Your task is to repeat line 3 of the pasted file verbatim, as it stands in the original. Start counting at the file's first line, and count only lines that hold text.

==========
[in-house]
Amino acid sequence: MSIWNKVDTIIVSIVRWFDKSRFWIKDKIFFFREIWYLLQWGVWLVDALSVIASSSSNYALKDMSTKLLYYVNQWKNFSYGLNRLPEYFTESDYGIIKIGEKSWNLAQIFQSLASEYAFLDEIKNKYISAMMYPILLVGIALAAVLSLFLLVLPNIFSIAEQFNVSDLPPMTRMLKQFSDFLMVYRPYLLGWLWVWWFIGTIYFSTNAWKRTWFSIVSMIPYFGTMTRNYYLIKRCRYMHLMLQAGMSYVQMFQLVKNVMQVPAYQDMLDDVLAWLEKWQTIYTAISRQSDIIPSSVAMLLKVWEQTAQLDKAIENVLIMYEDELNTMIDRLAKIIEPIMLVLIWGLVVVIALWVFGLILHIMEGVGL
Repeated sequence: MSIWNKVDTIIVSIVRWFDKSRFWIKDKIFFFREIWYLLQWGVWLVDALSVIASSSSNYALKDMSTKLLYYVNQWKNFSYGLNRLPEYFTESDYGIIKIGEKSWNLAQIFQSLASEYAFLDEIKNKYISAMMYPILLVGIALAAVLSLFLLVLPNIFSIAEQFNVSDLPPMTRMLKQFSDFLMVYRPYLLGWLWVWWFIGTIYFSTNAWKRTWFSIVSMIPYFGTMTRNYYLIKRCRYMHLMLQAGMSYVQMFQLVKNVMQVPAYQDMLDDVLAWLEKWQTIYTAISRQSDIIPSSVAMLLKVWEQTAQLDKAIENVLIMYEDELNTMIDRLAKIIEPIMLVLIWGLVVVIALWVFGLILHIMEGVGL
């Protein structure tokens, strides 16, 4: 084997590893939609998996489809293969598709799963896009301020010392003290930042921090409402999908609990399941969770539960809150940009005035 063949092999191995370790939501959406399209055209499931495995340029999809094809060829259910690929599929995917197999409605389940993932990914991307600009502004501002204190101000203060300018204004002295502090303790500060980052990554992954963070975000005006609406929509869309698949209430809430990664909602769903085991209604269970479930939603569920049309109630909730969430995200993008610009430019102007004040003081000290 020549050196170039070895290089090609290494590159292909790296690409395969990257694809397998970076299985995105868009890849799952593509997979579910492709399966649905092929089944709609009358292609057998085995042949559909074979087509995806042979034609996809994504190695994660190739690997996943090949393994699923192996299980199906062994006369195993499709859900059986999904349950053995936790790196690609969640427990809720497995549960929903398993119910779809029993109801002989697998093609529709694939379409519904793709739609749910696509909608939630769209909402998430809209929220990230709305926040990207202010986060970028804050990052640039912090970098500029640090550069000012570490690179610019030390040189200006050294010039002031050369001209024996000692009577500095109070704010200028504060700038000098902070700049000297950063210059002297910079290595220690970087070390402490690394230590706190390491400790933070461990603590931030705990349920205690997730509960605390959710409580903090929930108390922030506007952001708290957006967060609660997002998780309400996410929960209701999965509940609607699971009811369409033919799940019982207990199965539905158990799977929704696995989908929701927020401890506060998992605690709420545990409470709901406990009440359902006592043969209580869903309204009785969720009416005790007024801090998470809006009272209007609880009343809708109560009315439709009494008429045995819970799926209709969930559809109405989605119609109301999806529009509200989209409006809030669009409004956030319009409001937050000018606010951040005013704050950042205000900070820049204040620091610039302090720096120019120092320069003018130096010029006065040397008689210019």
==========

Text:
Repeated sequence: MSIWNKVDTIIVSIVRWFDKSRFWIKDKIFFFREIWYLLQWGVWLVDALSVIASSSSNYALKDMSTKLLYYVNQWKNFSYGLNRLPEYFTESDYGIIKIGEKSWNLAQIFQSLASEYAFLDEIKNKYISAMMYPILLVGIALAAVLSLFLLVLPNIFSIAEQFNVSDLPPMTRMLKQFSDFLMVYRPYLLGWLWVWWFIGTIYFSTNAWKRTWFSIVSMIPYFGTMTRNYYLIKRCRYMHLMLQAGMSYVQMFQLVKNVMQVPAYQDMLDDVLAWLEKWQTIYTAISRQSDIIPSSVAMLLKVWEQTAQLDKAIENVLIMYEDELNTMIDRLAKIIEPIMLVLIWGLVVVIALWVFGLILHIMEGVGL